INNOVATIVE MODEL FOR STRATEGIC MANAGEMENT OF QUALITY AT RESEARCH SITES IN AFRICA (16-18 Aug 2019)
The African Clinical Trials Consortium (ACTC) was established in 2018 with the aim of bringing together research active sites and investigators to share good practice and develop strategic direction for the management of trials in Africa. The intention of the 2019 conference is to propose a system for the development, training and establishment of ‘accredited’ units in each of the countries. The ACTC will be the management/coordinating centre for these activities. Building confidence in industry and funding agents is critical to the growth of trials in Africa. Furthermore, commitment to the proposed model at Departments of Health and Industry leaders is essential.
Clinical Trial Units (CTUs) were established in High Income Countries (HICs) to standardise practice according to GCP. Now most trials are required to be supported by a CTU. This was not an easy transition but it instilled confidence in industry and funding agents alike. This is the leap of faith African countries need to take. We need to instil confidence quickly, efficiently, with minimal cost and sustainability for the future.
We are proposing that the ACTC becomes the gateway and coordinating centre to trials in Africa. All industry trials are fed through this coordinating centre which then distributes feasibility notifications to countries who have sites/CTUs that have met a minimum requirement (staff, training, facilities etc) and are thus a consortium partner.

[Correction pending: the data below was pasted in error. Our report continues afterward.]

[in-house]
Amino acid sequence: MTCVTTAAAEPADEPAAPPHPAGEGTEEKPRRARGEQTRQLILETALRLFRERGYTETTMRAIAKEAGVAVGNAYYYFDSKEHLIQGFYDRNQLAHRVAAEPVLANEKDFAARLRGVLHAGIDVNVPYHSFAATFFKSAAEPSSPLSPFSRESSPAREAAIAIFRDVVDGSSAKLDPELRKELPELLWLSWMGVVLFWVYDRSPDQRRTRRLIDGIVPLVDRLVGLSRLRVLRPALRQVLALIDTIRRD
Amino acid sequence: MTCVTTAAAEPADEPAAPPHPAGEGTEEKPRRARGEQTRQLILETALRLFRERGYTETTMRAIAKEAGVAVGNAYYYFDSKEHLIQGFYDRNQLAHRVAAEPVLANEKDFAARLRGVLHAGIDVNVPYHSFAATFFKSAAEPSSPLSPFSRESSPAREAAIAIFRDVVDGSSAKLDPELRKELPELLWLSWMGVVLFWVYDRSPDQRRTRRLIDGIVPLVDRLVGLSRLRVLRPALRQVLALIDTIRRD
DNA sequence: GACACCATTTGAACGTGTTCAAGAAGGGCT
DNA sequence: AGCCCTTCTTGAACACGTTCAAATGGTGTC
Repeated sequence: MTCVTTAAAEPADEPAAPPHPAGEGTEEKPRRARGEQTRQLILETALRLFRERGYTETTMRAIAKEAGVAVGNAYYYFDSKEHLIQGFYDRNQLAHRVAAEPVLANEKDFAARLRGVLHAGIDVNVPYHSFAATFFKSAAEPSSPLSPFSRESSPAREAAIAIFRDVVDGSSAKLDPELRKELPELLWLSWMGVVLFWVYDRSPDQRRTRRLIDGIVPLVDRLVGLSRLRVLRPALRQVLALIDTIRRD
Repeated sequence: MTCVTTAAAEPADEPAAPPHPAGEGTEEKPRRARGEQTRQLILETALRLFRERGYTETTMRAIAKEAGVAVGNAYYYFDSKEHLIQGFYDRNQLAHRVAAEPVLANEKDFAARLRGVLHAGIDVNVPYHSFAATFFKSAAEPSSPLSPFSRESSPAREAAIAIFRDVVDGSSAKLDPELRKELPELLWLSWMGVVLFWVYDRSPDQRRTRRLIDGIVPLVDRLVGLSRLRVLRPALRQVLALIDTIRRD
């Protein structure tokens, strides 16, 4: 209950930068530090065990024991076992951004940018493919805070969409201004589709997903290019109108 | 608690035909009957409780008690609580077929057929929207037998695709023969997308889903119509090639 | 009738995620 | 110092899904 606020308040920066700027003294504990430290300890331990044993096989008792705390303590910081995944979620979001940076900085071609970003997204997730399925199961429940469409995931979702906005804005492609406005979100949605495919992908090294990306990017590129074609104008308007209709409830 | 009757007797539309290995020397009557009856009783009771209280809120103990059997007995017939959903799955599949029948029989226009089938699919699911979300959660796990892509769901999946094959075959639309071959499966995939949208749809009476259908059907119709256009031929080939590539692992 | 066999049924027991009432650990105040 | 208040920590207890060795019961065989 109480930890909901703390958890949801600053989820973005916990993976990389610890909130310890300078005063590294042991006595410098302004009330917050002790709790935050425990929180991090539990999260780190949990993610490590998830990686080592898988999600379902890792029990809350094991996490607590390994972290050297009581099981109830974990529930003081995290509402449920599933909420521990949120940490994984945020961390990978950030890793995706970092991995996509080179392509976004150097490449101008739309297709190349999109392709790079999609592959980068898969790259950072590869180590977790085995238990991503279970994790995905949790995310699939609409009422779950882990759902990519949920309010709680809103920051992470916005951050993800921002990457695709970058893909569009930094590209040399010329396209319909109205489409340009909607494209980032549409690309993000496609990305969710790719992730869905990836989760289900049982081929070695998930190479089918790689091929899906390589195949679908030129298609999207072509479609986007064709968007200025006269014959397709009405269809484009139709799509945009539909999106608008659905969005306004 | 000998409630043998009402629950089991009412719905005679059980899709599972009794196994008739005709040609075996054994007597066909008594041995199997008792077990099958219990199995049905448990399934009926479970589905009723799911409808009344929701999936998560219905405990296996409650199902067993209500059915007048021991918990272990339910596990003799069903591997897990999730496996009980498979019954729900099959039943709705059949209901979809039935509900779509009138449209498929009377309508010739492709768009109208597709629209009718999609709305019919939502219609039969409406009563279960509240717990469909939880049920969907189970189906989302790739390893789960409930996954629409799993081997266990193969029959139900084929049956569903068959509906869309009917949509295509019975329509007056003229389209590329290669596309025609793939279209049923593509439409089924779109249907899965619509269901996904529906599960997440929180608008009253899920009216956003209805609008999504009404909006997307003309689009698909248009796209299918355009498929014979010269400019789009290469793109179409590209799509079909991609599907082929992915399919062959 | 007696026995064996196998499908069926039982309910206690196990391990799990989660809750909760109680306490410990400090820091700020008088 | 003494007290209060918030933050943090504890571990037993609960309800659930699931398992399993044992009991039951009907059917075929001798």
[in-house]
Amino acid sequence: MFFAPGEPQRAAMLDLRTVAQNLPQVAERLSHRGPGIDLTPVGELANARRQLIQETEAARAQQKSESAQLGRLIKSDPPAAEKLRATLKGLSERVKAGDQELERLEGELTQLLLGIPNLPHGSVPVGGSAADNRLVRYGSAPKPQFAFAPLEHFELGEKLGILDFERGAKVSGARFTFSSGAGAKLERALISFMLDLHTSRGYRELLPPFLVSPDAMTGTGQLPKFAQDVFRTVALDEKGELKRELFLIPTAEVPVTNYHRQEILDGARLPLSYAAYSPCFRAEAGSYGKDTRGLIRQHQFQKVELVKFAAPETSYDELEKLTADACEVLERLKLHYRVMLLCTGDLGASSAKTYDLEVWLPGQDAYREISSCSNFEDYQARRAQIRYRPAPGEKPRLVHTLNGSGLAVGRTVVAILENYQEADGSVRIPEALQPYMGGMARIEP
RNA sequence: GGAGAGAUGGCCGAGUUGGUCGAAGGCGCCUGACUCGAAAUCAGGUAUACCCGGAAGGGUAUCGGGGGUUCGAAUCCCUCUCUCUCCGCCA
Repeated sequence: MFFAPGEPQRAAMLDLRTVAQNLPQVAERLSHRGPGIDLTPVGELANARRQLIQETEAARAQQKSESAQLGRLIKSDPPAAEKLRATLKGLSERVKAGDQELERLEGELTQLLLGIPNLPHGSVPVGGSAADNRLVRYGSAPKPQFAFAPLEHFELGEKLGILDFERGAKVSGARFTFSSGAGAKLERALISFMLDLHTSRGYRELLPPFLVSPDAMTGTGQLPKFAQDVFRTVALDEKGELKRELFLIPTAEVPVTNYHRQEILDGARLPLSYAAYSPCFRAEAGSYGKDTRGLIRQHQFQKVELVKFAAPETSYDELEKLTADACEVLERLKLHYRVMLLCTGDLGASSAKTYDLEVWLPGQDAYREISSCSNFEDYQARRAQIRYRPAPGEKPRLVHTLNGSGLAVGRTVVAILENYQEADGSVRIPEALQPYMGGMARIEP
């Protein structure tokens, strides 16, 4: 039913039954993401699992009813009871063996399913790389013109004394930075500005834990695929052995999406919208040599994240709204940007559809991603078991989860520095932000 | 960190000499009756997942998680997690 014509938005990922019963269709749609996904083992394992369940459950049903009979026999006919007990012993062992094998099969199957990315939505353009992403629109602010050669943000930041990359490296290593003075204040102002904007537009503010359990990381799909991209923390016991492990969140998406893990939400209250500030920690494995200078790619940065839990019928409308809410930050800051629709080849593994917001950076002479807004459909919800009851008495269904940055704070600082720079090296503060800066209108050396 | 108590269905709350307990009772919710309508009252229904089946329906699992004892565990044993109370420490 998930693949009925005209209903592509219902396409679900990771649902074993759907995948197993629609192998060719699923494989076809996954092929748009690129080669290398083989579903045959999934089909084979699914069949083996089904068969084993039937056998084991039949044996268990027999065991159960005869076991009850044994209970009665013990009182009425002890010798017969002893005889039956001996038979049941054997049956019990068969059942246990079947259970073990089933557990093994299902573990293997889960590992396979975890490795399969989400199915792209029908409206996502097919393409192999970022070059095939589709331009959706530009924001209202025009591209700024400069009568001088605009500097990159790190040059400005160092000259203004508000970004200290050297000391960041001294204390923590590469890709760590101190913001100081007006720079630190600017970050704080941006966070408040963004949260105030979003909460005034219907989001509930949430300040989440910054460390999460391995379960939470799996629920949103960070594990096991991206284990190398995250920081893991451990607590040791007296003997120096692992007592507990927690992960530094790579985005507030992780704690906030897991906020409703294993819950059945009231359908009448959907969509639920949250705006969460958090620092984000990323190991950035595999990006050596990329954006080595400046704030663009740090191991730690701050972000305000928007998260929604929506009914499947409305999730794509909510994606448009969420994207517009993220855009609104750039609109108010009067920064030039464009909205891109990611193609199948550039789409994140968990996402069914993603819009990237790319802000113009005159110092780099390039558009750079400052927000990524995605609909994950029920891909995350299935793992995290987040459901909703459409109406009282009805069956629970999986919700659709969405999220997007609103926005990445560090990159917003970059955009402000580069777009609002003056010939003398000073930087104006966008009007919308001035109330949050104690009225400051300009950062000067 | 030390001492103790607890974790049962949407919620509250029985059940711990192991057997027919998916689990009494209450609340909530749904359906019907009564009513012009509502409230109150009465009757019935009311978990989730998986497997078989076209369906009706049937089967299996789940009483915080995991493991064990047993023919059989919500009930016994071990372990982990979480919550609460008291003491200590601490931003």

Consortium members will:
Share all standard operating procedures (SOPs), templates for clinical trial agreements (CTAs) or material transfer agreements (MTAs)
Benefit from budget development for sites, not for industry.
Have access to cross country training/mentoring
Access to reciprocal auditing of the sites
Access to advise and guidance with respect to medical/health regulatory authorities (MHRAs) and ethics committee submissions
Access to online training
Database sharing opportunities
Database of trials in Africa – we will use EDGE programme to collect data from all sites as part of the coordinating centre's role.
Confidence in industry is achieved by demonstrating a commitment, no matter how hard, to upholding standards with a bottom-line expectation to become part of the consortium. Those countries with barriers to becoming a consortium partner MUST be supported by other countries to try to overcome them. This will be a requirement of membership. Each country will assign people responsible for updating the coordinating centres list of potential investigators and their therapeutic areas for sending out feasibility requests.
In Africa all research centres/sites need to be self-sustaining. This means they must think and run like a business. This is a strategic imperative for success. The summit will include sessions from the University of Cape Town (UCT), Graduate School of Business on fiscal and operational sustainability. Training will be provided centrally for each site/unit representative and site visits will follow by business advisors from the Graduate School of Business.